Lee et al. (2014) states that participation in ECEC improves children's behavioral, social, and emotional development. The current system of testing does not provide for the reflection of the children social, emotional, or behavioral achievement since it is mostly academic. Non-cognitive skills are eerily essential in the development and the ultimate functionality of an individual, but are not related to the degree or the inclination to learning. However, the possession of social or behavioral competencies is important in the labor market since it leads to harmonious relationship with the co-workers, which naturally translates into improved productivity. In this regard, the combination childcare and education that is present in various ECEC curriculums forms an integral part of development. It is difficult to separate or to differentiate the non-cognitive skills from the other factors that shape a child's development. Certain factors such as the family development at times prove to be the main factor that determines the behavior, personality, or the character of an individual or a child. Research proves that children from less from disadvantage backgrounds tend to have less emotional and social skills in comparisons to the others who grew up having such privileges.

Moss et al., (2016) posit that participation in the early childhood education has great benefits at the societal level as well. In the economic paradigm, the benefits usually take the form of improved revenues and reduced spending in the determinable or specific domains that include taxation or social security. A critical look at the identified benefits reveals that they are closely connected to the individual advantages. For example, in the United States, the government set up a program that aimed at getting every child (mostly children aged between 3 and 4) into the early childhood education or program. As expected, the program was quite costly; especially during the inception stages, the costs superseded the benefits. However, a mathematical estimation estimates that the benefits will exceed the costs in the estimated period since the program runs up to 2050. The benefits will form approximately 0.45% of the United States Gross Domestic Product (GDP) while the estimated cost will form only 0.2% of the GDP (Gertler et al., 2015). The quantification of the benefits is not readily available since it is difficult to carry out certain aspects of research on children or a particular age bracket.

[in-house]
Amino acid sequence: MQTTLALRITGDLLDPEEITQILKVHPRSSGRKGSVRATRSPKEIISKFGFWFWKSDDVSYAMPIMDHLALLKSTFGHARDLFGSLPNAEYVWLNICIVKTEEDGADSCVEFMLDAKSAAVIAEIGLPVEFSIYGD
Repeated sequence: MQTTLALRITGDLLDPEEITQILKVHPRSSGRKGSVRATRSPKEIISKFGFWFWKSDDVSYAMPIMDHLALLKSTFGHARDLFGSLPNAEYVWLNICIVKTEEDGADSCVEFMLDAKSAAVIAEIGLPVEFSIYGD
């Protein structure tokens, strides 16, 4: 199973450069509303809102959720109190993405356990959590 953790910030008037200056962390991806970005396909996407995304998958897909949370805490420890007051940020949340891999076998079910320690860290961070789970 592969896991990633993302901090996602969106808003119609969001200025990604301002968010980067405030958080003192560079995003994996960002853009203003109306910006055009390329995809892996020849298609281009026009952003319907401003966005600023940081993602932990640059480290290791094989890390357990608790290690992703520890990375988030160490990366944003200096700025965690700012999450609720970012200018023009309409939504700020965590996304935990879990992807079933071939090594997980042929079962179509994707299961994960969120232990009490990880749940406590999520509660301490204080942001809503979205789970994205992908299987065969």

Van Huizen et al (2016) carried out a research to determine the benefits of extending the ECEC to children in Spain. The authors reported that the financial benefits stood at 15 000 Euros while the total costs stood at only 3500 Euros per child at the end of the entire program. During that year (2004) close to 16 million children underwent through the program and the net impact formed 0.35% of the country's GDP (Van Laere, Peeters, and Vandenbroeck, 2012). The researchers further proved that the children were the main beneficiaries of the program. The program reduced the levels of grade retention among the children and improved their skills. Van Laere et al. posits that the parents also benefitted from the program since their average earning s for the mothers improved by close to 0.2% that represents an increase of close to 2 787 Euros (mainly to the increased earnings for the mothers). The grade retention earned the Spanish community close to 330 Euros due to grade retention and the increased retention that stood at about 2200 Euros (Van Laere et al., 2012). Evidently, the public expenditure on education will decrease because less number of students is enrolled in the special education program repeat classes, need additional training or lessons (Lee et al., 2014). Additionally, the number of dropouts also reduces significantly. Weighed against the benefits, the costs are seemingly much less, which means that the participation in the ECEC programs has greater advantages to the society.